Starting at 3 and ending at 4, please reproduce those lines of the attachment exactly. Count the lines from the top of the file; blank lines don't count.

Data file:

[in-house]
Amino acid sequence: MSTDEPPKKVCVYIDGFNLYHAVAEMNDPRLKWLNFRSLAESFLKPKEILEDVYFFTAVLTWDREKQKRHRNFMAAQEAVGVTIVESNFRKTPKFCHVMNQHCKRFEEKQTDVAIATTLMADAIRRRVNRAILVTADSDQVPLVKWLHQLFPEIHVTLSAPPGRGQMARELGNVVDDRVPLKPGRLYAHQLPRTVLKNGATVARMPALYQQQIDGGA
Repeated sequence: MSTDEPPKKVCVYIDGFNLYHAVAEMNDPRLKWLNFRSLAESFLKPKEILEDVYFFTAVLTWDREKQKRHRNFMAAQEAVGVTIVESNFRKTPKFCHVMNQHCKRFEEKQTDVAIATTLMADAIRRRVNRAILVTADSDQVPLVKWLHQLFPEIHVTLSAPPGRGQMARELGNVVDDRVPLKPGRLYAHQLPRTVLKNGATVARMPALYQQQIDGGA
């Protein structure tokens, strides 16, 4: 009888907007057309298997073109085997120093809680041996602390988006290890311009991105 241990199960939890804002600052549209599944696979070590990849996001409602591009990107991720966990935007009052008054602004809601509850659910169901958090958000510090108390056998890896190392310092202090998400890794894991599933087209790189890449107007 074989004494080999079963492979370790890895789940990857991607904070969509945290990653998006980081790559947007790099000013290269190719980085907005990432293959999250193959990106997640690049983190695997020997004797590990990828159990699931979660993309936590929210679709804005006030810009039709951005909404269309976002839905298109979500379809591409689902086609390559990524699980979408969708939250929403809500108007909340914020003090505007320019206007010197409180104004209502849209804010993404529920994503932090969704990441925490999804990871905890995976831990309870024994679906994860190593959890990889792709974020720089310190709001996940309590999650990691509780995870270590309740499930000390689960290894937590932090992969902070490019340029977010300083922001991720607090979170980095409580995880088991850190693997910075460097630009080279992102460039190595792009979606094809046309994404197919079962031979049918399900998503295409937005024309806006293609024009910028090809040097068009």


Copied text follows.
Repeated sequence: MSTDEPPKKVCVYIDGFNLYHAVAEMNDPRLKWLNFRSLAESFLKPKEILEDVYFFTAVLTWDREKQKRHRNFMAAQEAVGVTIVESNFRKTPKFCHVMNQHCKRFEEKQTDVAIATTLMADAIRRRVNRAILVTADSDQVPLVKWLHQLFPEIHVTLSAPPGRGQMARELGNVVDDRVPLKPGRLYAHQLPRTVLKNGATVARMPALYQQQIDGGA
């Protein structure tokens, strides 16, 4: 009888907007057309298997073109085997120093809680041996602390988006290890311009991105 241990199960939890804002600052549209599944696979070590990849996001409602591009990107991720966990935007009052008054602004809601509850659910169901958090958000510090108390056998890896190392310092202090998400890794894991599933087209790189890449107007 074989004494080999079963492979370790890895789940990857991607904070969509945290990653998006980081790559947007790099000013290269190719980085907005990432293959999250193959990106997640690049983190695997020997004797590990990828159990699931979660993309936590929210679709804005006030810009039709951005909404269309976002839905298109979500379809591409689902086609390559990524699980979408969708939250929403809500108007909340914020003090505007320019206007010197409180104004209502849209804010993404529920994503932090969704990441925490999804990871905890995976831990309870024994679906994860190593959890990889792709974020720089310190709001996940309590999650990691509780995870270590309740499930000390689960290894937590932090992969902070490019340029977010300083922001991720607090979170980095409580995880088991850190693997910075460097630009080279992102460039190595792009979606094809046309994404197919079962031979049918399900998503295409937005024309806006293609024009910028090809040097068009």